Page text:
As you can see from this countdown, few artists do visuals as well as Kendrick Lamar. The “Alright” music video begins with his “Luci” speech that dots the entirety of TPAB. Kendrick floats throughout the whole song, both on the mic and literally in the video. From the cinematography to how it addresses social issues, everything about this music video reflects the song (and album) itself, depicting the joys and horrors experienced by Black people in America. “We gon’ be alright” became a slogan for the new civil rights movement, and this video further illuminates why Kendrick Lamar’s work is so important to our world.

5. Solange, “Cranes in the Sky” (dir. Alan Ferguson and Solange Knowles, 2016)

Solange’s work has become synonymous with eye-catching, highbrow aesthetics, and this is no exception. The “Cranes in the Sky” music video is solemn yet undeniably stylish. She wears a variety of colors and textures as she sings outdoors against stark nature backdrops, lays pensively on tile, and sits beside statuesque companions. While there is nothing particularly remarkable about these activities, Solange’s keen eye for art direction shines through. Every shot resembles either an opulent Vogue photoshoot or an interpretive dance performance. It’s an absolutely beautiful piece of art.

4. The Carters, “APESHIT” (dir. Ricky Saiz, 2018)

There’s only one couple in the world who can rent out the most significant art institution in the world for a private couples therapy session. Beyoncé and Jay-Z’s critically underrated collaborative album EVERYTHING IS LOVE gave us the power-flex that is the “APESHIT” music video. Filmed at The Louvre, the video sees the dynamic duo unapologetically owning their space amongst some of the most renowned works of art in the world. It’s a visually stunning masterpiece complete with perfectly synchronized dancers and captivating cinematography. There’s a reason why those “they’re just like us fr” comments never show up under anything Hov and Bey are associated with. This music video shows the most powerful couple in entertainment at their peak, proving the two are undoubtedly in a league of their own.

3. Childish Gambino, “This Is America” (dir. Hiro Murai, 2018)

Released after hosting and performing on Saturday Night Live, Childish Gambino’s “This Is America” quickly took the world by storm. The video is drenched in symbolism, as Gambino performs choreography derived from both viral hip-hop trends and traditional African dance. He’s all smiles even though violence permeates all around him. Guns are gently laid down on red velvet while murdered Black bodies are hastily dragged away. We could spend hours dissecting all the nuances of this music video, but we’ll leave you to run it back for yourself. This could easily have earned the top spot on this list as “This Is America” has been praised as one of the best music videos of all time.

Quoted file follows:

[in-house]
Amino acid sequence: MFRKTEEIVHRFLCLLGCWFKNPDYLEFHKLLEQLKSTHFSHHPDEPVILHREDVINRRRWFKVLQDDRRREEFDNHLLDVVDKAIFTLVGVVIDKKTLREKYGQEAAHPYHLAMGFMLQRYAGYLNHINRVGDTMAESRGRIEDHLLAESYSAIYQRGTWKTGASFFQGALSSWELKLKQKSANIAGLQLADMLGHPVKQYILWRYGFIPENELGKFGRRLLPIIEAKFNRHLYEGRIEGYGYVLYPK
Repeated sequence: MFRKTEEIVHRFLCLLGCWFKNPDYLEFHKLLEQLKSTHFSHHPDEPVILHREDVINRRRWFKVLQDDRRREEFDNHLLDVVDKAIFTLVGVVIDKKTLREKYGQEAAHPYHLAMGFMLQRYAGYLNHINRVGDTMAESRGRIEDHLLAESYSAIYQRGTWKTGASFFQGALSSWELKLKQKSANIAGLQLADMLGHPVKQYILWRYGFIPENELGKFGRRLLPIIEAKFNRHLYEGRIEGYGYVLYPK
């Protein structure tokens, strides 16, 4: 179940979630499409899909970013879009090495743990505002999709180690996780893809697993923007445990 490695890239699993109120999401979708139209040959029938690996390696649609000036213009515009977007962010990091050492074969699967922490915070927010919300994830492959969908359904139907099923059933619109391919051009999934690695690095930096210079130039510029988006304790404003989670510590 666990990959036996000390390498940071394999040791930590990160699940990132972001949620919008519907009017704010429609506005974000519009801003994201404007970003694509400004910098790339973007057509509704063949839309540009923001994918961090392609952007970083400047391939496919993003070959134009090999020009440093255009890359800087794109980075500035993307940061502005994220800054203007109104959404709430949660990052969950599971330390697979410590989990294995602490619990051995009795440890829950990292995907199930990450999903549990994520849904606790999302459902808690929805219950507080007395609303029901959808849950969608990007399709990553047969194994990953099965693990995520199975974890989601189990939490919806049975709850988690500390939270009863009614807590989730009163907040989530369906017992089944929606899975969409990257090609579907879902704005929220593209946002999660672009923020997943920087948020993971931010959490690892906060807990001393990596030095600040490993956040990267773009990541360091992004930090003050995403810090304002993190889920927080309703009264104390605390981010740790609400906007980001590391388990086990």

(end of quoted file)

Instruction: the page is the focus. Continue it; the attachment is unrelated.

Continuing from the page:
2. FKA twigs, “cellophane” (dir. Andrew Thomas Huang, 2019)

FKA twigs’ video for “cellophane” is a beautiful masterpiece. The video comes after twigs’ very public separations from Robert Pattinson and Shia Labeouf and serves as a visual showcase of her healing process. With vivid style and precision, the video articulates a desire to defy gravity although our feet are rooted in cold soil. It begins with a masterful and entrancing pole dancing routine, a delicate yet strong display of twigs regaining her power. Then, a dreamlike ascent brought to life by a CGI sphinx before twigs endures a hellish collapse into the ether. After all she’s been through, FKA twigs soars above it all with beauty and grace, creating one of the best videos of the decade.

1. Tierra Whack, “Whack World” (dir. Thibaut Duverneix and Mathieu Leger, 2018)

A fitting end to our countdown sees Philadelphia rapper Tierra Whack’s magnificent brainchild Whack World reign supreme. The visionary artist makes sight and sound go hand in hand with this creative 15-minute video set to her debut album. Fifteen tracks, each spanning roughly sixty seconds in length. The songs interact in fascinating ways: she acts out the opener “Black Nails” with pictograph fingertips; eats pearls with chopsticks off a body during “Hungry Hippo”; glams up a taxidermied dog in “Flea Market”; is laid to rest in a pinstripe suit and sequined coffin in “Sore Loser”. Throughout these vignettes, Whack is chameleonic, obscuring her face or playing a character as we wonder who she really is. With Whack World, Tierra Whack offers us one of the most unique, creative pieces of art in recent memory and shows us that she’s going to be whoever she wants to be.

We hope you enjoyed our ranking of the 20 Best Music Videos from the 2010s. Be sure to let us know some of your favorite videos from this era in the comments section below!

Lastly, for more music editorials, check out Top 50 Rap Albums of the Decade.